• Dr. Angela Brodie won the prestigious Charles F. Kettering Prize for her pioneering work in developing aromatase inhibitors, a new class of drugs widely used today to treat breast cancer. The prize, which she received in June, recognizes the most outstanding recent contribution to the diagnosis or treatment of cancer.
  • The Center for Vaccine Development was selected by the NIH as one of only three U.S. sites to test a vaccine against avian flu. (The results were positive in terms of vaccine protection).
  • Another study, led by Eric Manheimer of the UM Center for Integrative Medicine, found that acupuncture provides true pain relief for people with low back pain. Manheimer’s article, which analyzed dozens of studies from around the world regarding acupuncture for back pain, was published in Annals of Internal Medicine.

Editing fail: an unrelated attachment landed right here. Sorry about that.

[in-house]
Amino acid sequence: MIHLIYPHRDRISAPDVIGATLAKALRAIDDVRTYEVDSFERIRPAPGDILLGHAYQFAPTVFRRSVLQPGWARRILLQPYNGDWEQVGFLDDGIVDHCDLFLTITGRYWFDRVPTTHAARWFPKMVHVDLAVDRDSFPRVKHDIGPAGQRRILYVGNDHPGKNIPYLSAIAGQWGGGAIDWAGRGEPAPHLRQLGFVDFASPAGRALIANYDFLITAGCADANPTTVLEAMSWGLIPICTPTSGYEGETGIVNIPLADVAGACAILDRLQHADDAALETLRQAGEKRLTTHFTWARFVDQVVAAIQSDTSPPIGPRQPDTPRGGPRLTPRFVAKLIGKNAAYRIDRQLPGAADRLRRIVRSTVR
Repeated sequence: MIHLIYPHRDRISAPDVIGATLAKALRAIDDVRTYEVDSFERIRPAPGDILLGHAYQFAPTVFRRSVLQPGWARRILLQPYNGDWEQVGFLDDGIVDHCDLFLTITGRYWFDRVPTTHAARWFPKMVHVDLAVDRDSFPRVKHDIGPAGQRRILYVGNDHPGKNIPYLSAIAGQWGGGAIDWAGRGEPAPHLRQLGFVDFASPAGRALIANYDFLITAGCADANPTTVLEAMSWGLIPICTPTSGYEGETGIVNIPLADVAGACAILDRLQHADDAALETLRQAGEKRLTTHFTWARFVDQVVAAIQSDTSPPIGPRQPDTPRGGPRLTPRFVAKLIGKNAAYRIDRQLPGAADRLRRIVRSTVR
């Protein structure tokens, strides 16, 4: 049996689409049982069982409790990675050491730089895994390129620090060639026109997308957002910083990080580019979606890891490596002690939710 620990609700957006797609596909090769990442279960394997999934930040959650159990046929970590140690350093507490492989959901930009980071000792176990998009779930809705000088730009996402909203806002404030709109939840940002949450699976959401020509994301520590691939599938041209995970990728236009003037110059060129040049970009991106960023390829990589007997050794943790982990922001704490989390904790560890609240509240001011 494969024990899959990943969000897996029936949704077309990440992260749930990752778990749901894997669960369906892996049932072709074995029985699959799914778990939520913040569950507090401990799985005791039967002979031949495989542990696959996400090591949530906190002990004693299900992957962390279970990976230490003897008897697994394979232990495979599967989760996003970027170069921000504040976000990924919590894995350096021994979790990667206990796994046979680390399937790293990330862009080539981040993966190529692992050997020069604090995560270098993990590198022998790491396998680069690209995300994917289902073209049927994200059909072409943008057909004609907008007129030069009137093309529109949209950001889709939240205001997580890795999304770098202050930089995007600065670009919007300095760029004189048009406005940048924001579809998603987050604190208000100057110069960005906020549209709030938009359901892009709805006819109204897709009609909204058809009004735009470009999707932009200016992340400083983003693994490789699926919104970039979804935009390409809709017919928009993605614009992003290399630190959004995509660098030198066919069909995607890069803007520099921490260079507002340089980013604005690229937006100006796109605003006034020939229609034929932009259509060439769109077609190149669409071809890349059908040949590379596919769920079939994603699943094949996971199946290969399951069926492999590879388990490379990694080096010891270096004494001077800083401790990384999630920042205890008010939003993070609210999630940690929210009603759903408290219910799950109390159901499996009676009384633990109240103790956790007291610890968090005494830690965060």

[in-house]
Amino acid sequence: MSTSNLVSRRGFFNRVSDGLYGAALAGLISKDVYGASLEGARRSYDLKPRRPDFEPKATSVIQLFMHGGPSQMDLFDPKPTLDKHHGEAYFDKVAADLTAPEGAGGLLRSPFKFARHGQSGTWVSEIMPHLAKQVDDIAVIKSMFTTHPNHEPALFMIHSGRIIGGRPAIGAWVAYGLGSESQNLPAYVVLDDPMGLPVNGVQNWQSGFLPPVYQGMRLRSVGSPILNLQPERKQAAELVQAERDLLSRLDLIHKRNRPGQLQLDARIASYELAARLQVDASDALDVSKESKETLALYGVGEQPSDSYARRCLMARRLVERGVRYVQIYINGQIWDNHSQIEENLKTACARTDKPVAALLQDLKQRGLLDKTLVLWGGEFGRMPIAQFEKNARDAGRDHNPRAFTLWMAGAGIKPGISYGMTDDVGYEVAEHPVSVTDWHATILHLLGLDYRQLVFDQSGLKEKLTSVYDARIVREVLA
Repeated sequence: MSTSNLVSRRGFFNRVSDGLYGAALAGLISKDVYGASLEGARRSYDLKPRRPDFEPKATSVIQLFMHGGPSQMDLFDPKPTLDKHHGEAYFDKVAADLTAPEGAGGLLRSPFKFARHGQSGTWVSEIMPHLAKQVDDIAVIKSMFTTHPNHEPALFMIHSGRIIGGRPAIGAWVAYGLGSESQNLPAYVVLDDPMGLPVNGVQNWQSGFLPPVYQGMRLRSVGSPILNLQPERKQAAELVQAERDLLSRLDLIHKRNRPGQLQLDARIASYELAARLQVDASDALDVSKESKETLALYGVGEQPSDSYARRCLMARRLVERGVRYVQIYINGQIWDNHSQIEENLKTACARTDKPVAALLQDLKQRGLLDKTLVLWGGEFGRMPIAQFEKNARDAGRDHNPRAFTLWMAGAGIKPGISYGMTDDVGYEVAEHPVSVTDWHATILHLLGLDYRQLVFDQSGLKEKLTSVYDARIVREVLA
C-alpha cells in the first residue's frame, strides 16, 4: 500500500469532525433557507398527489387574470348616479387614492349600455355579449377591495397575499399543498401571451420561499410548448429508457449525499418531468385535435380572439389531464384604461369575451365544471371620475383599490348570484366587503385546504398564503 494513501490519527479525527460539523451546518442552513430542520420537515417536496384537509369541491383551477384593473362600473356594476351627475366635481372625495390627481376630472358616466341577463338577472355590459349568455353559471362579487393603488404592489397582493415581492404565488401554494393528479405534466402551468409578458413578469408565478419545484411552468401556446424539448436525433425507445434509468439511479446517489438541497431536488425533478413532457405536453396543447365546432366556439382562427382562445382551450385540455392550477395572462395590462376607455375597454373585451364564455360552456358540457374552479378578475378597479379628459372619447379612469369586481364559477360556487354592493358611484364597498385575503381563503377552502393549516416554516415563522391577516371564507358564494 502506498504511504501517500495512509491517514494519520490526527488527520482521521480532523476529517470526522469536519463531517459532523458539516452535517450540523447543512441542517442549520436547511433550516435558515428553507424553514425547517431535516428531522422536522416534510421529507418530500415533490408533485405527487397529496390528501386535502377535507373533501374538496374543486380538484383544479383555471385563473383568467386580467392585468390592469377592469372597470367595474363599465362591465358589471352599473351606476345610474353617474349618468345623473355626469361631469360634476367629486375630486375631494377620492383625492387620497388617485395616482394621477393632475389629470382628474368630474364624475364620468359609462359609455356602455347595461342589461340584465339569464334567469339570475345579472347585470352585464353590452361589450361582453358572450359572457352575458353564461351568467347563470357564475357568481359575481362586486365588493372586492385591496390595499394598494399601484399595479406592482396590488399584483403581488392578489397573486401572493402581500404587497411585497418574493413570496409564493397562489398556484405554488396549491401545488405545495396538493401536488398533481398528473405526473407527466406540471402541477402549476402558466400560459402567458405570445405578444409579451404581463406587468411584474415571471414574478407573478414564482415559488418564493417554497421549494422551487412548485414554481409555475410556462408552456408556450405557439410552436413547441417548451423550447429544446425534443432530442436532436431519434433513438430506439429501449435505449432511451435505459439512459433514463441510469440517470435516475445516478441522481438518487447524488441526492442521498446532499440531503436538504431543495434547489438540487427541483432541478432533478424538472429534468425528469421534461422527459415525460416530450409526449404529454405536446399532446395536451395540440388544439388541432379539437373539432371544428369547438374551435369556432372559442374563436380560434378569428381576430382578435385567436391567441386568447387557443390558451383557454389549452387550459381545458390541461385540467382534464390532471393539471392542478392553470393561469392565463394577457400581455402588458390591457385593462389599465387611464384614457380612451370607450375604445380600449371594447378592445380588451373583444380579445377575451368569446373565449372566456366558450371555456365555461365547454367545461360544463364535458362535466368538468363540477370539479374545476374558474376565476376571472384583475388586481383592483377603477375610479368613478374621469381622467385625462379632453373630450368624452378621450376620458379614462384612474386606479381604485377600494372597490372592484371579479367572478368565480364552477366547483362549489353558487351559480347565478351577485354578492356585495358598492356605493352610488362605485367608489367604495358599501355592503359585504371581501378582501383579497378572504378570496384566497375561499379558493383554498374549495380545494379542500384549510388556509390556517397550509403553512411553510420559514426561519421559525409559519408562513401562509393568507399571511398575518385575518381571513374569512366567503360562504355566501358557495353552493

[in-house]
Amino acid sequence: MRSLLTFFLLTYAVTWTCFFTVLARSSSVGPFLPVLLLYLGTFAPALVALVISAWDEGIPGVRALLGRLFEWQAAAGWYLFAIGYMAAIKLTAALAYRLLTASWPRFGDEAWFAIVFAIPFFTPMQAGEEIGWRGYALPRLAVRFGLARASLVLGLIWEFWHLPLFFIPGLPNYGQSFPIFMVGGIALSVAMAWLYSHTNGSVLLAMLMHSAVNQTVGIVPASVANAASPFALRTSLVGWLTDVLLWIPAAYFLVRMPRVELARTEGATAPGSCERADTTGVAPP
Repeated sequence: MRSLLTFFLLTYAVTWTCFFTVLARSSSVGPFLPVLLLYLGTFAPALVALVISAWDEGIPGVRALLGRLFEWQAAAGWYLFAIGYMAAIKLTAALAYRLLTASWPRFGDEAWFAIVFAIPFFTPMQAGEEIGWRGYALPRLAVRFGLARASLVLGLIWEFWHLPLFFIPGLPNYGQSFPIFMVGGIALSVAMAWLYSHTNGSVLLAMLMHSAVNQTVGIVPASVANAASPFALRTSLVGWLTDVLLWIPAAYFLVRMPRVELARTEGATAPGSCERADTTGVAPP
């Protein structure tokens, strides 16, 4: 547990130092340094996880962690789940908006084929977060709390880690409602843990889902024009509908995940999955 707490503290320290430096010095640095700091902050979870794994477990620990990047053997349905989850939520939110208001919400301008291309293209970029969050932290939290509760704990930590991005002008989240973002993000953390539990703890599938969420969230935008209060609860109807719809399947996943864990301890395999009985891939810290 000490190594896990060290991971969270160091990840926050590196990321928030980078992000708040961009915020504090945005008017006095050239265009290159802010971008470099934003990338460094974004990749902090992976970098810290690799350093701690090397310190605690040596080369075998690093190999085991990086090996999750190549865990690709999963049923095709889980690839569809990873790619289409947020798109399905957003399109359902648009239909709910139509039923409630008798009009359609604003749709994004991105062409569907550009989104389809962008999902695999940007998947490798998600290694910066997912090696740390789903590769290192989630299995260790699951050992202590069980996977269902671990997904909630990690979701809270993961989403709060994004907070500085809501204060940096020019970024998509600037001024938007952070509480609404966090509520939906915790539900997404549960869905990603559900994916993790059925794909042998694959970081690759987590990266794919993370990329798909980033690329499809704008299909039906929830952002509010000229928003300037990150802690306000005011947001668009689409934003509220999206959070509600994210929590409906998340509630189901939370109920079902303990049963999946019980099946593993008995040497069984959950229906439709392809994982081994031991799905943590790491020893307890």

• Parkinson’s disease specialist Dr. Lisa Shulman was a principal investigator in a study that found that the experimental drug rasagline gives patients with advanced disease more functional time during the day compared to a placebo. The study was published in Archives of Neurology.
  • Stroke specialist Dr. Stephen Kittner led a study that found that women who have migraines accompanied by visual symptoms have a greater risk of stroke—25 percent higher— than those who do not have migraines. And, the study of more than 900 women found that those who have vision loss along with migraines have a 70 percent greater risk of stroke. The findings were presented at the American Stroke Association’s International Conference.